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Ryu K.H.,Seoul National University | Lee T.H.,Seoul National University | Kim J.H.,Seoul National University | Hwang I.S.,Seoul National University | And 4 more authors.
Nuclear Engineering and Design | Year: 2010

The flow accelerated corrosion (FAC) phenomenon persistently impacts plant reliability and personnel safety. We have shown that Equipotential Switching Direct Current Potential Drop (ES-DCPD) can be employed to detect piping wall loss induced by FAC. It has been demonstrated to have sufficient sensitivity to cover both long and short lengths of piping. Based on this, new FAC screening and inspection approaches have been developed. For example, resolution of ES-DCPD can be adjusted according to its monitoring purpose. The developed method shows good integrity during long test periods. It also shows good reproducibility. The Seoul National University FAC Accelerated Simulation Loop (SFASL) has been constructed for ES-DCPD demonstration purposes. During one demonstration, the piping wall was thinned by 23.7% through FAC for a 13,000 min test period. In addition to the ES-DCPD method, ultrasonic technique (UT) has been applied to SFASL for verification while water chemistry was continually monitored and controlled using electrochemical sensors. Developed electrochemical sensors showed accurate and stable water conditions in the SFASL during the test period. The ES-DCPD results were also theoretically predicted by the Sanchez-Caldera's model. The UT, however, failed to detect thinning because of its localized characteristics. Online UT that covers only local areas cannot assure the detection of wall loss. © 2009 Elsevier B.V. All rights reserved. Source


Baek C.-H.,Yonsei University | Kim H.-I.,Yonsei University | Hwang J.Y.,Yonsei University | Jung An S.,Yonsei University | And 3 more authors.
Nuclear Instruments and Methods in Physics Research, Section A: Accelerators, Spectrometers, Detectors and Associated Equipment | Year: 2011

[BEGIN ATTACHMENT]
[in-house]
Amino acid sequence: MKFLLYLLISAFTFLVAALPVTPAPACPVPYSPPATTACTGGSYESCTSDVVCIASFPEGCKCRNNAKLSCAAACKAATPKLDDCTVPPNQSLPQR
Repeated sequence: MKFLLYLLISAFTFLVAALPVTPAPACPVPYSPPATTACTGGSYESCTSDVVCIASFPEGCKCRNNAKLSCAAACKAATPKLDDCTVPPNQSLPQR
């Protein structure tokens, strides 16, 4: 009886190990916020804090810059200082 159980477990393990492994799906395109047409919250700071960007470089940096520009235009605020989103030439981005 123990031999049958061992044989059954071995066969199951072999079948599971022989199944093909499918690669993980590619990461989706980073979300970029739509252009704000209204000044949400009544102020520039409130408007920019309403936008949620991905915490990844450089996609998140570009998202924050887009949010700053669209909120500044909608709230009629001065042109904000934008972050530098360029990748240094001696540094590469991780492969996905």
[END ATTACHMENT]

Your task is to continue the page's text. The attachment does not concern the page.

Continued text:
The gamma camera system was designed for monitoring the medical fields such as a radiopharmaceutical preparation lab or a patient waiting room (after source injection) in the division of nuclear medicine. However, gamma cameras equipped with a large-angle pinhole collimator and a thick monolithic crystal suffer from the degradation of the spatial resolution at the periphery region due to parallax error by obliquely incident photons. To improve the uniformity of the spatial resolution across the field of view (FOV), we proposed a three-layer crystal detector with a maximum-likelihood position-estimation (MLPE) method, which can measure depth-of-interaction (DOI) information. The aim of this study was to develop and evaluate the performance of new detector experimentally. The proposed detector employed three layers of monolithic CsI(Tl) crystals, each of which is 50.0×50.0×2.0 mm3, and a large-angle pinhole collimator with an acceptance angle of 120°. The bottom surface of the third layer was directly coupled to an 8×8 channel position-sensitive photomultiplier tube (PSPMT, Hamamatsu H8500C). The PSPMT was read out using a resistive charge divider, which multiplexes 64 anodes into 8(X)8(Y) channels. Gaussian-based MLPE method has been implemented using experimentally measured detector response functions (DRFs). Tc-99 m point source was imaged at different positions with and without DOI measurements. Experimental results showed that the spatial resolution was degraded gradually as the source moved from the center to the periphery of the FOV without DOI information but the DOI detector showed the marked improvement in the spatial resolution, especially at off-center by correcting the parallax error. In this paper, our new detector with DOI capability proved to characterize reliably the gamma event position with the high and uniform spatial resolution, so that the large-angle pinhole gamma camera could be a useful tool in contamination monitoring. © 2010 Elsevier B.V. All rights reserved. Source